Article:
Wednesday, March 30, 2011

On Screen -- Strange Impersonation (1946)

Marshall and Brooke

"Strange Impersonation"  is a low budget film noir put out by Republic Pictures.  But don't let this fool you.  The film is an early directorial piece from Anthony Mann, better known for his later films "T-Men", "Raw Deal" (both 1948), and "Border Incident" (1949). 

The film is about a chemical research scientist, Nora Goodrich, who is experimenting with a new anesthetic.  Nora has rejected marriage proposals from her fiance/coworker Dr. Stephen Lindstrom.  This has made Nora's assistant Arline a little testy because she is actually in love with Stephen and is willing to do just about anything to get him for herself. 

I don't want to give away too much of the story, but from this point on we get a pretty good mix of attempted murder, extortion, murder, plastic surgery, identity theft, and revenge.  One thing I will say is that something happens in the beginning of the film that pretty much gives away the ending, so anyone who is familiar with noir films will probably catch it.  With a running time of only 68 minutes the story moves right along.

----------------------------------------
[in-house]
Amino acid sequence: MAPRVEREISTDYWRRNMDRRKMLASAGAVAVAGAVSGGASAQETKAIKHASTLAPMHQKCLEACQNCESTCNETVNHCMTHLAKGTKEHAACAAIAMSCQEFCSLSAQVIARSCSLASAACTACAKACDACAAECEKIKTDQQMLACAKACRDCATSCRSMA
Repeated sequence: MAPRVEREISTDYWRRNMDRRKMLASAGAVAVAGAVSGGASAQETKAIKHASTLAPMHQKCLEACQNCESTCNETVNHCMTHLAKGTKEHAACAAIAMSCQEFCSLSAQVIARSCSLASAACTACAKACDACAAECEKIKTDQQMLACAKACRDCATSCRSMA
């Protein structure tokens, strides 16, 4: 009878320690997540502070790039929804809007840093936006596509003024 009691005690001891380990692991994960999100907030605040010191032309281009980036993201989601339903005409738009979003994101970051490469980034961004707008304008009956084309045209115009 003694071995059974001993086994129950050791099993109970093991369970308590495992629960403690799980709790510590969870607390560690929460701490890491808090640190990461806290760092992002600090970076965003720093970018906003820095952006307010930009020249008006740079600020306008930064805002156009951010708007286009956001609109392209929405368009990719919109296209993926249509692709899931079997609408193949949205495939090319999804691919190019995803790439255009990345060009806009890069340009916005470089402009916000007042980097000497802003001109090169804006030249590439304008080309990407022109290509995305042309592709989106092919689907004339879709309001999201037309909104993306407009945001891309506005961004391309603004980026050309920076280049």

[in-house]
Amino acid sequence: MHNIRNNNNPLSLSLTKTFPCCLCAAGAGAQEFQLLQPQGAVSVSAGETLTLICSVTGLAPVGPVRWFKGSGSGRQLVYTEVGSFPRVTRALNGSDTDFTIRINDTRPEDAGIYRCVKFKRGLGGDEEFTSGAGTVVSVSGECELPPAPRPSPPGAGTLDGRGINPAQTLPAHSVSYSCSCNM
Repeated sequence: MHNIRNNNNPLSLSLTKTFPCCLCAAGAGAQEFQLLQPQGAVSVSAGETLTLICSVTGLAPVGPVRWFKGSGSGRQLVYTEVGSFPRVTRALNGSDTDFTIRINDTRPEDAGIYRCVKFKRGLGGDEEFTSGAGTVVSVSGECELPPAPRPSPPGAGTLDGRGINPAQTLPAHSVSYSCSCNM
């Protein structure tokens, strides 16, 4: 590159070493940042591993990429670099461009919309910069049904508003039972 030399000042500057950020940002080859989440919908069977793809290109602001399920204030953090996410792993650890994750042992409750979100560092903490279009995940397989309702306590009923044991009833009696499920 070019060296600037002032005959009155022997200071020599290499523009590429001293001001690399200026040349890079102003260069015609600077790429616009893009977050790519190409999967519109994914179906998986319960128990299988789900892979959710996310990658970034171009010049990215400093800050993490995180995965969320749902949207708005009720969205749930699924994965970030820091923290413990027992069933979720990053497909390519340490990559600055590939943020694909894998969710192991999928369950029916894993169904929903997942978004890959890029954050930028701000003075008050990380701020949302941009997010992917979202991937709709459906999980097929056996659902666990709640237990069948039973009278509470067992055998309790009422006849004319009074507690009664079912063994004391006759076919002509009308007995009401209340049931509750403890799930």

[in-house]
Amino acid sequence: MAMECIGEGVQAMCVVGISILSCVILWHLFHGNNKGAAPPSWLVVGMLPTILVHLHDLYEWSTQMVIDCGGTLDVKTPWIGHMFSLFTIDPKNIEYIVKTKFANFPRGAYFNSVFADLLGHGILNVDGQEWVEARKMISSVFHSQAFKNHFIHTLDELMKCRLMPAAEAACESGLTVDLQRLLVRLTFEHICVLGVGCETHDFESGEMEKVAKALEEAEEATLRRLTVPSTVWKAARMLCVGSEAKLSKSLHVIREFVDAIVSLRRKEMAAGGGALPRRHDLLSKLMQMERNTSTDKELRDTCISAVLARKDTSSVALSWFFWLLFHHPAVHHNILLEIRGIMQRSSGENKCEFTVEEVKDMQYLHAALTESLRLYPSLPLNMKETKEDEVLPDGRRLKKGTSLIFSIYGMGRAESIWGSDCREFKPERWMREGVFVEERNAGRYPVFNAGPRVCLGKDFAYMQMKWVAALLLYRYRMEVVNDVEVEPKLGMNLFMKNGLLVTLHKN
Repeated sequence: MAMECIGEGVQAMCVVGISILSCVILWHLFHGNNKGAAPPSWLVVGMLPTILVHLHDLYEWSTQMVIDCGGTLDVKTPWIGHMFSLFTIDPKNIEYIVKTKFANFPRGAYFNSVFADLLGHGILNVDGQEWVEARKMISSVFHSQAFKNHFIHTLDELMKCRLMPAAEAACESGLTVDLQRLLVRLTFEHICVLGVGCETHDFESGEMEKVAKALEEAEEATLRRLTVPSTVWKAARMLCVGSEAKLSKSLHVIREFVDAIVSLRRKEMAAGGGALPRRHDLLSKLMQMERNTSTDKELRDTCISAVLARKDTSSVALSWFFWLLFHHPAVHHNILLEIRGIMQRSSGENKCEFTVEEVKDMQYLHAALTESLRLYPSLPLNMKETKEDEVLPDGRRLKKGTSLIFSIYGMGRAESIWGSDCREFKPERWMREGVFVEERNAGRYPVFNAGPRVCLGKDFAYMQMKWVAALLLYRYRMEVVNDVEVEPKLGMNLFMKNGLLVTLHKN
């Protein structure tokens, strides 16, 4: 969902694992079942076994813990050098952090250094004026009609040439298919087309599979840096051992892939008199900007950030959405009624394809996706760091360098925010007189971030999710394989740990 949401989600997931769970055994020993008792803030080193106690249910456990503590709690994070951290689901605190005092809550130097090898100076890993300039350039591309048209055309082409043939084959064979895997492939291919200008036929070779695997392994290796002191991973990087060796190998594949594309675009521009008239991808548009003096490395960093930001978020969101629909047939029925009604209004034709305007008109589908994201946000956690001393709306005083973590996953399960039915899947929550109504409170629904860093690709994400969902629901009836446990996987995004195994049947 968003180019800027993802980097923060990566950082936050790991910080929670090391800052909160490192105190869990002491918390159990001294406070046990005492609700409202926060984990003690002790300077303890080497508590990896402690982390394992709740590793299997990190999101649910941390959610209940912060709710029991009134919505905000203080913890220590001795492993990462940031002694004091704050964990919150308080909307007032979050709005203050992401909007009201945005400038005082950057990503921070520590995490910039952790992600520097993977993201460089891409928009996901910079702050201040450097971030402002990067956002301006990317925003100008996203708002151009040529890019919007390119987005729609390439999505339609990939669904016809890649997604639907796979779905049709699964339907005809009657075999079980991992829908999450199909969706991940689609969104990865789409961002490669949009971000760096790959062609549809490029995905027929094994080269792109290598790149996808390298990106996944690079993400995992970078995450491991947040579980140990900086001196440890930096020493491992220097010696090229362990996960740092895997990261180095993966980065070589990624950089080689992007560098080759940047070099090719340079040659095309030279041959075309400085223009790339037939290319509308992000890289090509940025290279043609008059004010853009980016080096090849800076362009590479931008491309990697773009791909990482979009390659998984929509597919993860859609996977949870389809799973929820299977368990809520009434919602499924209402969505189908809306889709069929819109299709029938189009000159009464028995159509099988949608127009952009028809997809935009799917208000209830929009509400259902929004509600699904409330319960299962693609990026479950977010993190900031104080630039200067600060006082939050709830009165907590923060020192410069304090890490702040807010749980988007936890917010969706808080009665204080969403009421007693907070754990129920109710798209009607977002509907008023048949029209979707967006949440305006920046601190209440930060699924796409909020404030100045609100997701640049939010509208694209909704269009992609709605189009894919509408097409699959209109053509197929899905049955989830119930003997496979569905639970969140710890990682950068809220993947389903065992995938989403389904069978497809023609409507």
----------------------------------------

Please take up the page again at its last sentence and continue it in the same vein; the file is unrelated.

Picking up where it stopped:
The film stars Brenda Marshall as "Nora", frequent noir femme fatale Hillary Brooke as "Arline", William Gargan as "Stephen", Ruth Ford as "Jane", and H.B. Warner as "Dr. Mansfield".  Also worth mentioning is actress Mary Treen who plays Nora's irritating and very talkative nurse who provides a little (very little) comic relief.  Overall a film worth watching at least once, especially for fans of Mr. Mann.

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